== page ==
Now I’m going to get really trippy and you’re going to die laughing. After I left the fashion industry I ran into somebody and they said, “Why don’t you take the real estate development course at Columbia?” And I enroll. This was around 1993 … and then I have to write a dissertation, which I don’t, so I don’t get the diploma. So like two years ago they invite me to the alumni thing and they go, “Richard we want to use your name in the Architecture School and the whole thing,” and I go, “Well, I’ll give you the money but I didn’t graduate.” So they go, “Well why don’t you do it now?” And they also say to me that I also have to take one course … it was like, “Oh my God, this like hilarious! Now I’m going back to school!” Anyhow, my dissertation was about the pendulum between the real estate development that’s happening right now in the city between 15 Central Park West and 157 West 57th Street (also known as One57 or “The Billionaires’ Building”) being the two most expensive buildings. [My question was]: Is it modernism or is it traditional-classicism that really captures the dollars? And I thought in the end it would be traditional-classicism.
Why did you conclude that?
There’s a part of our hearts that seeks the past. And it’s got this built-in heritage, even if you’ve got none of it. The Ralph Lauren thing.
People automatically think that anyone with any wealth from Colombia have obtained it through drugs—presumably that’s been a bit of a pain in the ass to you over the course of your life?
Colombia got a totally bad rap. People were like, (drops his voice) “Are you a drug dealer?” Do you know what’s so funny? When we moved to Miami—it was the time of Miami Vice—and my father bought this giant, funniest boat that was bright yellow and he goes, “What do you think we should name it?” and my brother goes, “Colombian Gold.” So we had a boat called “Colombian Gold”. My father had no idea.
That’s a riot! But, we have to ask you, how did you get into design?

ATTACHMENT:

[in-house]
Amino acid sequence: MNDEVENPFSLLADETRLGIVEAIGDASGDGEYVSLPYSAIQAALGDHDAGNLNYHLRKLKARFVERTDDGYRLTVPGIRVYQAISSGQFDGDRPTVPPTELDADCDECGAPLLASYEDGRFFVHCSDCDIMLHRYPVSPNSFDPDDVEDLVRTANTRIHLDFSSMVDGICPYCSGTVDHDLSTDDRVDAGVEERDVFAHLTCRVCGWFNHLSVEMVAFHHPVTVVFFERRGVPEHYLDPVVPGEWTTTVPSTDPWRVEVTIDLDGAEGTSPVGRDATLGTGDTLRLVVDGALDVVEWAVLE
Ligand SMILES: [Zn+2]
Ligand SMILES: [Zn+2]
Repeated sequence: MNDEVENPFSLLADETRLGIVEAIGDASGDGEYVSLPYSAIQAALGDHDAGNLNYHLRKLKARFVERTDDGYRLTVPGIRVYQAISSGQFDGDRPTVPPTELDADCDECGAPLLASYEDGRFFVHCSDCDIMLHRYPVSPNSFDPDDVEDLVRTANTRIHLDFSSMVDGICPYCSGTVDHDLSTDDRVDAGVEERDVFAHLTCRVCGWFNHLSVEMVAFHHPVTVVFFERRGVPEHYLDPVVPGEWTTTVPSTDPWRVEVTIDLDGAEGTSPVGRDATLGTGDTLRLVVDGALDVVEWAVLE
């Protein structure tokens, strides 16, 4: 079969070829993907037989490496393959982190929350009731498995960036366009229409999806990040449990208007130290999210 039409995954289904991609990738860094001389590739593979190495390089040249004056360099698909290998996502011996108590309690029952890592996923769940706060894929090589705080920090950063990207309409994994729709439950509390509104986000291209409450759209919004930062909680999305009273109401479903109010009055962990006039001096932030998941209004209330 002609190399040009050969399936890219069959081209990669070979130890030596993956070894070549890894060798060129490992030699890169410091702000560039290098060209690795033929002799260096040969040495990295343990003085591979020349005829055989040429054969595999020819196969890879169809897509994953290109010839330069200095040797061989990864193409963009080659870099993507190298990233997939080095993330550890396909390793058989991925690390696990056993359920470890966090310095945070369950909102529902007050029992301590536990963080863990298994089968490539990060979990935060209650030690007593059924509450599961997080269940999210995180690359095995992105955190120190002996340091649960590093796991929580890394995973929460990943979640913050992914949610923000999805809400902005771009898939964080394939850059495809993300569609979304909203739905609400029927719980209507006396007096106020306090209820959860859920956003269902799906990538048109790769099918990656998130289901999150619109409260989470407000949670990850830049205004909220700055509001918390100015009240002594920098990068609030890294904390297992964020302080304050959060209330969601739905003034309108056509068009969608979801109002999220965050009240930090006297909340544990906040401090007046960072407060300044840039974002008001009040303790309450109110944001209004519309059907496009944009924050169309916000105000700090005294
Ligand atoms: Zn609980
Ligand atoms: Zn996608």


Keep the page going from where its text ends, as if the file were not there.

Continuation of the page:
Well when I applied to architecture schools I thought they’re never going to accept me at Columbia but I might as well just try and when they did, I was like, “Oh my God, they must have found the wrong application.” And I go and I fall completely in love. You know there are different components—in Europe they call it interior architecture and now that’s what I’m doing.
Can you tell us about your fashion detour?
All the jobs in architecture weren’t in New York because there was nothing being built—there was a great recession because it was the Reagan years—so I go into fashion—I go to help a friend of my father on Seventh Avenue and he would import clothing. After a year, I go, “You know what? I can do this my myself.” You see my father was also in the textile business in South America. I started with an idea for a company that was “athleisure” (laughs) before athleisure even existed. And I don’t know where in the world I decided to call it “classical things” in French: Choses Classiques, and we get a lot of traction. And we’re manufacturing everything in Hong Kong—China hadn’t opened up yet—and we sold [the merchandise] in [places like] Bloomingdales … and everywhere.
Would you call yourself just naturally entrepreneurial?
Yeah … [laughs] I’m like the consummate merchant.
What does it take to be a good entrepreneur?
You know what? Everything I’ve ever sold, I’ve wanted one for myself. And [in terms of a business] you need to realize why something isn’t working and come with solutions. I just knew how to source things and how to buy things.
How do mean you “just knew”?
[Laughs] You’ve got to be smart. I don’t know … [you ask] what’s missing? And then you find it … necessity is the mother of invention I guess. I don’t know … I don’t know.
What is your attitude towards money then?
What is my attitude towards money? It makes life much easier. And I do love good things …
We thought we were going to be interviewing an interior designer as well as someone who had worked in the fashion business and we thought were going to be talking about if mid-century design is in or out and so forth …”
Let’s talk about it! It’s much more important.
I don’t think I want to. This is much more interesting.
Well, I did a Kips Bay room. My first Kips Bay room – we got clients and three years later I do my second room and there’s this gentleman who is in the room and he’s looking and looking and he’s kind of like looking a little too carefully and he says, “Would you be interested in designing furniture for a company?” and he goes, “I’m Manfred Scheller and I’m the president of Donghia.” So we started designing for Donghia. [Explains how that lead to a co-branded project with Sony and how that lead to designing offices for the president of Sony … ]
So another success! You’re one long success story!
Did I go looking? I guess I was looking … we’ve done hotels, we’ve done retail stores, we’ve done homes … we’re doing it all. I have had the luckiest career.
I think that adversity does inform who you are.